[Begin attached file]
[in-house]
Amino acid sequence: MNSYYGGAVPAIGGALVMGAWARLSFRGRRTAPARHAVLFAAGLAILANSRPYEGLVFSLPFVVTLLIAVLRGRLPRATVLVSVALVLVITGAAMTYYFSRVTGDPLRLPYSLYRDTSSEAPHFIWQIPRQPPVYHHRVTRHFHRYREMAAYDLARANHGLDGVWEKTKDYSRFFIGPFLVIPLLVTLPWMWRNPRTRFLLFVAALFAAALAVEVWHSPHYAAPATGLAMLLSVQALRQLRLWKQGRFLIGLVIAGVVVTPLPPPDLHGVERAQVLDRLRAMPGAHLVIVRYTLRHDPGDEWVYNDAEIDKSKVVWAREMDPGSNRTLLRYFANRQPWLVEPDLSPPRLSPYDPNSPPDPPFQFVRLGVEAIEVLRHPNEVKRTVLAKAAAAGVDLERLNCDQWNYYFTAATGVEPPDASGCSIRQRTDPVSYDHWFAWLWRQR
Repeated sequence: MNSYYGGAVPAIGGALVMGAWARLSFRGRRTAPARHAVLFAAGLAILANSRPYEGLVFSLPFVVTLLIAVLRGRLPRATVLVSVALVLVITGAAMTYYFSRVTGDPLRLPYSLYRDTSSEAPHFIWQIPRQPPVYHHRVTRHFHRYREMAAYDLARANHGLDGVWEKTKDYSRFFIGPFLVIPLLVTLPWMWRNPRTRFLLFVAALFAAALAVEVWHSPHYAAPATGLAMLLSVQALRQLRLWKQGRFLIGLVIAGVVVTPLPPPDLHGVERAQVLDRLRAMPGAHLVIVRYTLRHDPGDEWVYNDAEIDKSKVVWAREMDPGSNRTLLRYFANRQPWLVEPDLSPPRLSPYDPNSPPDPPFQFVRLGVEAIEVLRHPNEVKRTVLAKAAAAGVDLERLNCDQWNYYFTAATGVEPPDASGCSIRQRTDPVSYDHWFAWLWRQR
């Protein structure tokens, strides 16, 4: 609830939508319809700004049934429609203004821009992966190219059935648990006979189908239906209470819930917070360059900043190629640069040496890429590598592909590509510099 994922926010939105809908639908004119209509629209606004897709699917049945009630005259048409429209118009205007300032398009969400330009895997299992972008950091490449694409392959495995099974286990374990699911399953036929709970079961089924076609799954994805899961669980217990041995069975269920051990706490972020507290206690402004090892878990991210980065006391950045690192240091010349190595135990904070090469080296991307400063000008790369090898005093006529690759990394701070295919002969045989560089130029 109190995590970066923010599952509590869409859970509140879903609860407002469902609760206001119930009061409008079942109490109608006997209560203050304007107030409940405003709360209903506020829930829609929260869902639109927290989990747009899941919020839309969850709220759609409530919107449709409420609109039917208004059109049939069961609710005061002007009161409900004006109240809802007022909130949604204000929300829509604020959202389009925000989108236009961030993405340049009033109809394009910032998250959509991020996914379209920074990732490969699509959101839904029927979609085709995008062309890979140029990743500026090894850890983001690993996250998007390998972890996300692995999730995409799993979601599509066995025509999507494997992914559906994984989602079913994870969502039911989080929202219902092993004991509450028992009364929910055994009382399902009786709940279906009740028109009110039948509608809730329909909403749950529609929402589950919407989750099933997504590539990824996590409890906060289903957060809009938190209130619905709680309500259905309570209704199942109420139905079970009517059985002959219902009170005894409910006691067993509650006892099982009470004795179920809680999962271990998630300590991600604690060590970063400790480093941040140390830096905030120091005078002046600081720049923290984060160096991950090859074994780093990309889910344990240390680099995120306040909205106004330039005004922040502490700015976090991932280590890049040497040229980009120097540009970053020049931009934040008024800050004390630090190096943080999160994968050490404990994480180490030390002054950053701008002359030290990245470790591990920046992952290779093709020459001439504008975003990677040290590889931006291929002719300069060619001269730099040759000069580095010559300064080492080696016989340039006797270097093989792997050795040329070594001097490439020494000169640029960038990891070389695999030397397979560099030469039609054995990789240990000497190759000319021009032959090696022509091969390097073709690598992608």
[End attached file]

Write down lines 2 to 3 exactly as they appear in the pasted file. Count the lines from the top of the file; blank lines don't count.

Amino acid sequence: MNSYYGGAVPAIGGALVMGAWARLSFRGRRTAPARHAVLFAAGLAILANSRPYEGLVFSLPFVVTLLIAVLRGRLPRATVLVSVALVLVITGAAMTYYFSRVTGDPLRLPYSLYRDTSSEAPHFIWQIPRQPPVYHHRVTRHFHRYREMAAYDLARANHGLDGVWEKTKDYSRFFIGPFLVIPLLVTLPWMWRNPRTRFLLFVAALFAAALAVEVWHSPHYAAPATGLAMLLSVQALRQLRLWKQGRFLIGLVIAGVVVTPLPPPDLHGVERAQVLDRLRAMPGAHLVIVRYTLRHDPGDEWVYNDAEIDKSKVVWAREMDPGSNRTLLRYFANRQPWLVEPDLSPPRLSPYDPNSPPDPPFQFVRLGVEAIEVLRHPNEVKRTVLAKAAAAGVDLERLNCDQWNYYFTAATGVEPPDASGCSIRQRTDPVSYDHWFAWLWRQR
Repeated sequence: MNSYYGGAVPAIGGALVMGAWARLSFRGRRTAPARHAVLFAAGLAILANSRPYEGLVFSLPFVVTLLIAVLRGRLPRATVLVSVALVLVITGAAMTYYFSRVTGDPLRLPYSLYRDTSSEAPHFIWQIPRQPPVYHHRVTRHFHRYREMAAYDLARANHGLDGVWEKTKDYSRFFIGPFLVIPLLVTLPWMWRNPRTRFLLFVAALFAAALAVEVWHSPHYAAPATGLAMLLSVQALRQLRLWKQGRFLIGLVIAGVVVTPLPPPDLHGVERAQVLDRLRAMPGAHLVIVRYTLRHDPGDEWVYNDAEIDKSKVVWAREMDPGSNRTLLRYFANRQPWLVEPDLSPPRLSPYDPNSPPDPPFQFVRLGVEAIEVLRHPNEVKRTVLAKAAAAGVDLERLNCDQWNYYFTAATGVEPPDASGCSIRQRTDPVSYDHWFAWLWRQR